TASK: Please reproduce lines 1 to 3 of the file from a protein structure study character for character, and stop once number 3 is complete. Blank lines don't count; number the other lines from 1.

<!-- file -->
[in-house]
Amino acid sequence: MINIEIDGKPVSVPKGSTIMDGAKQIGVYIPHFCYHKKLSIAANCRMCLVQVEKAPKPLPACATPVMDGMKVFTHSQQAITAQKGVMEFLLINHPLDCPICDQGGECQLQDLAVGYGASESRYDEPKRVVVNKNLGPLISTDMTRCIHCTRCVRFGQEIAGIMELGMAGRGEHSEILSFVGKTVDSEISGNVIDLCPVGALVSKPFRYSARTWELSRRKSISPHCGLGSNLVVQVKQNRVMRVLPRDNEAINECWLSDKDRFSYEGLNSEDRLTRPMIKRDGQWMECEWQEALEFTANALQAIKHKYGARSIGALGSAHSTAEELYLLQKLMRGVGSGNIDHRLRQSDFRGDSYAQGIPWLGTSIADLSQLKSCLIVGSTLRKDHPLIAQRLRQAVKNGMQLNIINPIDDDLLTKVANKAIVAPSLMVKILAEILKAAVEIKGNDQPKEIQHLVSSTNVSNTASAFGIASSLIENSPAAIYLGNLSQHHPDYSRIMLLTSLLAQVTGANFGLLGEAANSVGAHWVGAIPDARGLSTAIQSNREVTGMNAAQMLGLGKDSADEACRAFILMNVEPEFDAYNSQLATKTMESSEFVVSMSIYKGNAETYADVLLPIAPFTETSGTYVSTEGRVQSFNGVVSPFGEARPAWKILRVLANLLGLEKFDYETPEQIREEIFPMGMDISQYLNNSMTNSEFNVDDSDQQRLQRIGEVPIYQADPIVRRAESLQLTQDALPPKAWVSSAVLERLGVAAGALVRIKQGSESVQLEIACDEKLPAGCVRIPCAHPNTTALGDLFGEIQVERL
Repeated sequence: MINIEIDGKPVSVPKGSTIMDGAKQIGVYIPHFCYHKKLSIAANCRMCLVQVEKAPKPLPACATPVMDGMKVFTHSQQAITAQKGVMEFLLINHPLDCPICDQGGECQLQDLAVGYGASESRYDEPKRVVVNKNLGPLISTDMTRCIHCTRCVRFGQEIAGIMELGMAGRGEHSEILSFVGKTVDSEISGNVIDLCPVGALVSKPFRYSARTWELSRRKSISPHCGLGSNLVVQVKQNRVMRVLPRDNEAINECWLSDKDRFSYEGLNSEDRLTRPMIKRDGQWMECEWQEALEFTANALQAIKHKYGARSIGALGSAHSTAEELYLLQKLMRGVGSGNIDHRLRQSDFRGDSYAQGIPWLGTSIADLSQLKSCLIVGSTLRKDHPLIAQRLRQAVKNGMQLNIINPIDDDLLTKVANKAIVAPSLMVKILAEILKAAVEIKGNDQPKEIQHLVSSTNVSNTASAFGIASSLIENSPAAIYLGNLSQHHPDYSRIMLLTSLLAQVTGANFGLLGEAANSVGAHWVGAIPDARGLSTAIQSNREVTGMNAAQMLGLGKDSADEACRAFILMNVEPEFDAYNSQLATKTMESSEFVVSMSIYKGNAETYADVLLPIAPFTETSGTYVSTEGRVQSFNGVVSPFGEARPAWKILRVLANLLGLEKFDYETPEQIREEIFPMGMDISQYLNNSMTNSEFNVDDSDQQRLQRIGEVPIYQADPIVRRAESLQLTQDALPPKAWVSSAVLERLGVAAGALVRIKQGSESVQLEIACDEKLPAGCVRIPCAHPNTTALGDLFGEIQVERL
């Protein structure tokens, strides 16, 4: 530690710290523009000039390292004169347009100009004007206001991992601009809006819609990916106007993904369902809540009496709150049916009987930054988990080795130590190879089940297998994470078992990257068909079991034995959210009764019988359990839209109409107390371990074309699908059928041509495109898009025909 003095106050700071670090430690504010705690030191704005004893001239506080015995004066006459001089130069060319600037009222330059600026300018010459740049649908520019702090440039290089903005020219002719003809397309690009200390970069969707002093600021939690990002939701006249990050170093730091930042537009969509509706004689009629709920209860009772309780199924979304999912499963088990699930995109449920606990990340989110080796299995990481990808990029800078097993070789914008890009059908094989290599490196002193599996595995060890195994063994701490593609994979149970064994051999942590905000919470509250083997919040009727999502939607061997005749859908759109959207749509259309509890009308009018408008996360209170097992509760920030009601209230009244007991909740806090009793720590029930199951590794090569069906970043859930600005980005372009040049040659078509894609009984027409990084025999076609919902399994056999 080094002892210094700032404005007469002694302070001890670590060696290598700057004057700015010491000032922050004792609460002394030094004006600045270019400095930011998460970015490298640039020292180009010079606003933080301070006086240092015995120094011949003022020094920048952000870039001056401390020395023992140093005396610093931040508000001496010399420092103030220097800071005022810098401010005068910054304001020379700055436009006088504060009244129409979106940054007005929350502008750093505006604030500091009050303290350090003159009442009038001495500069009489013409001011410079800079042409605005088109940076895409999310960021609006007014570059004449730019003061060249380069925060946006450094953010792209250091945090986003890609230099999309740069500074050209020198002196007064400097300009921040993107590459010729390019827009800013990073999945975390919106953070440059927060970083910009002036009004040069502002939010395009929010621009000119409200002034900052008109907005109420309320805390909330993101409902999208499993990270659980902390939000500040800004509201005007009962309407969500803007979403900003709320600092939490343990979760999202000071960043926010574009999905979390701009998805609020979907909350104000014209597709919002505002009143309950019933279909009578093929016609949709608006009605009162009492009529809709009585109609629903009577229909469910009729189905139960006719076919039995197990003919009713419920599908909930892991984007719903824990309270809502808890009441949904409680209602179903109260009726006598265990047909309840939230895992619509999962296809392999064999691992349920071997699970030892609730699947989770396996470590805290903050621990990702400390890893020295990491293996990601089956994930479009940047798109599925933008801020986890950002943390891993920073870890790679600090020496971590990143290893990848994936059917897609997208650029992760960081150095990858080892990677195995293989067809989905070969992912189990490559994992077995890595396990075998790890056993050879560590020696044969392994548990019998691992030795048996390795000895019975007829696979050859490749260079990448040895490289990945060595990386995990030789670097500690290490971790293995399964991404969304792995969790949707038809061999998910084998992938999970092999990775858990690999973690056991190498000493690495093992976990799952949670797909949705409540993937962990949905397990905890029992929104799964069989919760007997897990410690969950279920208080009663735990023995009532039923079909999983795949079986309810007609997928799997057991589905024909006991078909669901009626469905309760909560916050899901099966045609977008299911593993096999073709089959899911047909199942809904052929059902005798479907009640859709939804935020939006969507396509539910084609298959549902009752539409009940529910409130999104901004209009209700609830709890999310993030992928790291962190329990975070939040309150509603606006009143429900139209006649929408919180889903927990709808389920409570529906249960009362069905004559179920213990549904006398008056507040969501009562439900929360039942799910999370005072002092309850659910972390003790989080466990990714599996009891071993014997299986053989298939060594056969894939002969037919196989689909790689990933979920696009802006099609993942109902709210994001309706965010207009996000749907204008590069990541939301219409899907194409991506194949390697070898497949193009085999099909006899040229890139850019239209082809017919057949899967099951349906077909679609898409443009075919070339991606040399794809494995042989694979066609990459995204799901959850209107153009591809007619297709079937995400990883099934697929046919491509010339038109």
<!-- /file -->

[in-house]
Amino acid sequence: MINIEIDGKPVSVPKGSTIMDGAKQIGVYIPHFCYHKKLSIAANCRMCLVQVEKAPKPLPACATPVMDGMKVFTHSQQAITAQKGVMEFLLINHPLDCPICDQGGECQLQDLAVGYGASESRYDEPKRVVVNKNLGPLISTDMTRCIHCTRCVRFGQEIAGIMELGMAGRGEHSEILSFVGKTVDSEISGNVIDLCPVGALVSKPFRYSARTWELSRRKSISPHCGLGSNLVVQVKQNRVMRVLPRDNEAINECWLSDKDRFSYEGLNSEDRLTRPMIKRDGQWMECEWQEALEFTANALQAIKHKYGARSIGALGSAHSTAEELYLLQKLMRGVGSGNIDHRLRQSDFRGDSYAQGIPWLGTSIADLSQLKSCLIVGSTLRKDHPLIAQRLRQAVKNGMQLNIINPIDDDLLTKVANKAIVAPSLMVKILAEILKAAVEIKGNDQPKEIQHLVSSTNVSNTASAFGIASSLIENSPAAIYLGNLSQHHPDYSRIMLLTSLLAQVTGANFGLLGEAANSVGAHWVGAIPDARGLSTAIQSNREVTGMNAAQMLGLGKDSADEACRAFILMNVEPEFDAYNSQLATKTMESSEFVVSMSIYKGNAETYADVLLPIAPFTETSGTYVSTEGRVQSFNGVVSPFGEARPAWKILRVLANLLGLEKFDYETPEQIREEIFPMGMDISQYLNNSMTNSEFNVDDSDQQRLQRIGEVPIYQADPIVRRAESLQLTQDALPPKAWVSSAVLERLGVAAGALVRIKQGSESVQLEIACDEKLPAGCVRIPCAHPNTTALGDLFGEIQVERL
Repeated sequence: MINIEIDGKPVSVPKGSTIMDGAKQIGVYIPHFCYHKKLSIAANCRMCLVQVEKAPKPLPACATPVMDGMKVFTHSQQAITAQKGVMEFLLINHPLDCPICDQGGECQLQDLAVGYGASESRYDEPKRVVVNKNLGPLISTDMTRCIHCTRCVRFGQEIAGIMELGMAGRGEHSEILSFVGKTVDSEISGNVIDLCPVGALVSKPFRYSARTWELSRRKSISPHCGLGSNLVVQVKQNRVMRVLPRDNEAINECWLSDKDRFSYEGLNSEDRLTRPMIKRDGQWMECEWQEALEFTANALQAIKHKYGARSIGALGSAHSTAEELYLLQKLMRGVGSGNIDHRLRQSDFRGDSYAQGIPWLGTSIADLSQLKSCLIVGSTLRKDHPLIAQRLRQAVKNGMQLNIINPIDDDLLTKVANKAIVAPSLMVKILAEILKAAVEIKGNDQPKEIQHLVSSTNVSNTASAFGIASSLIENSPAAIYLGNLSQHHPDYSRIMLLTSLLAQVTGANFGLLGEAANSVGAHWVGAIPDARGLSTAIQSNREVTGMNAAQMLGLGKDSADEACRAFILMNVEPEFDAYNSQLATKTMESSEFVVSMSIYKGNAETYADVLLPIAPFTETSGTYVSTEGRVQSFNGVVSPFGEARPAWKILRVLANLLGLEKFDYETPEQIREEIFPMGMDISQYLNNSMTNSEFNVDDSDQQRLQRIGEVPIYQADPIVRRAESLQLTQDALPPKAWVSSAVLERLGVAAGALVRIKQGSESVQLEIACDEKLPAGCVRIPCAHPNTTALGDLFGEIQVERL